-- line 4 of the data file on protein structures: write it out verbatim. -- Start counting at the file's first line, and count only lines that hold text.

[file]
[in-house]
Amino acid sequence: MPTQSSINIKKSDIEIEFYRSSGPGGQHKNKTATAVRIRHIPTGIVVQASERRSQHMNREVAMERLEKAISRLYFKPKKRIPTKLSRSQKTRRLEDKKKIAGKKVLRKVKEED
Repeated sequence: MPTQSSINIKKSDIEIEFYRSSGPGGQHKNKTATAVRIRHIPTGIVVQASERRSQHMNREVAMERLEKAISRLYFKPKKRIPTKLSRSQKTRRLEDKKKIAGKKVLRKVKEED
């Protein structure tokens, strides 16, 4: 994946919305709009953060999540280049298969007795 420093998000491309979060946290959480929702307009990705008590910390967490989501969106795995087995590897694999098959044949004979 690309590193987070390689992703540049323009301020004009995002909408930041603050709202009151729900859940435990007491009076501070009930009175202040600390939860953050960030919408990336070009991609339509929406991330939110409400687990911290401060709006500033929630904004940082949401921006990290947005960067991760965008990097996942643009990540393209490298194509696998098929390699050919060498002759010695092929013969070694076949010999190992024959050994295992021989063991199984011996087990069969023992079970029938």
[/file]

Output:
């Protein structure tokens, strides 16, 4: 994946919305709009953060999540280049298969007795 420093998000491309979060946290959480929702307009990705008590910390967490989501969106795995087995590897694999098959044949004979 690309590193987070390689992703540049323009301020004009995002909408930041603050709202009151729900859940435990007491009076501070009930009175202040600390939860953050960030919408990336070009991609339509929406991330939110409400687990911290401060709006500033929630904004940082949401921006990290947005960067991760965008990097996942643009990540393209490298194509696998098929390699050919060498002759010695092929013969070694076949010999190992024959050994295992021989063991199984011996087990069969023992079970029938």